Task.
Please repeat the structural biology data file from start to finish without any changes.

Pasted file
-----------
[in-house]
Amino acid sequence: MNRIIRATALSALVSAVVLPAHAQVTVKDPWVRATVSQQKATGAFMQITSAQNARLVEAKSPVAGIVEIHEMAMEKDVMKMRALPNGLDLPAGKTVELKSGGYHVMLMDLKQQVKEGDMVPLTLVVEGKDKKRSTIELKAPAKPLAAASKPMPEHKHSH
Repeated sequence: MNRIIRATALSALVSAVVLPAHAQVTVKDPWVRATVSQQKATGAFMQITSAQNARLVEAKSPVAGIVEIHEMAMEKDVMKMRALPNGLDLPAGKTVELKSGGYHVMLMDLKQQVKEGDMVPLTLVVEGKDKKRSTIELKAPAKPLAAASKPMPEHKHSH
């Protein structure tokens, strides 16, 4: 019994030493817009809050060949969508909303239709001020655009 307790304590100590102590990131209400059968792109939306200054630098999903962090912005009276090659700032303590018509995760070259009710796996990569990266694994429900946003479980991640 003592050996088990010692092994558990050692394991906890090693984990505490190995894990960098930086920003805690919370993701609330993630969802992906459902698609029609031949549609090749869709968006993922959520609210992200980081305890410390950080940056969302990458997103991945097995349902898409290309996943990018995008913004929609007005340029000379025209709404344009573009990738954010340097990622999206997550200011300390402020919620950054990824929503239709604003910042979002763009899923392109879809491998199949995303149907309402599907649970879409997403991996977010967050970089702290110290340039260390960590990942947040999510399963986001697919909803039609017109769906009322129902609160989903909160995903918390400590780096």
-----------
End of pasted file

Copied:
[in-house]
Amino acid sequence: MNRIIRATALSALVSAVVLPAHAQVTVKDPWVRATVSQQKATGAFMQITSAQNARLVEAKSPVAGIVEIHEMAMEKDVMKMRALPNGLDLPAGKTVELKSGGYHVMLMDLKQQVKEGDMVPLTLVVEGKDKKRSTIELKAPAKPLAAASKPMPEHKHSH
Repeated sequence: MNRIIRATALSALVSAVVLPAHAQVTVKDPWVRATVSQQKATGAFMQITSAQNARLVEAKSPVAGIVEIHEMAMEKDVMKMRALPNGLDLPAGKTVELKSGGYHVMLMDLKQQVKEGDMVPLTLVVEGKDKKRSTIELKAPAKPLAAASKPMPEHKHSH
């Protein structure tokens, strides 16, 4: 019994030493817009809050060949969508909303239709001020655009 307790304590100590102590990131209400059968792109939306200054630098999903962090912005009276090659700032303590018509995760070259009710796996990569990266694994429900946003479980991640 003592050996088990010692092994558990050692394991906890090693984990505490190995894990960098930086920003805690919370993701609330993630969802992906459902698609029609031949549609090749869709968006993922959520609210992200980081305890410390950080940056969302990458997103991945097995349902898409290309996943990018995008913004929609007005340029000379025209709404344009573009990738954010340097990622999206997550200011300390402020919620950054990824929503239709604003910042979002763009899923392109879809491998199949995303149907309402599907649970879409997403991996977010967050970089702290110290340039260390960590990942947040999510399963986001697919909803039609017109769906009322129902609160989903909160995903918390400590780096």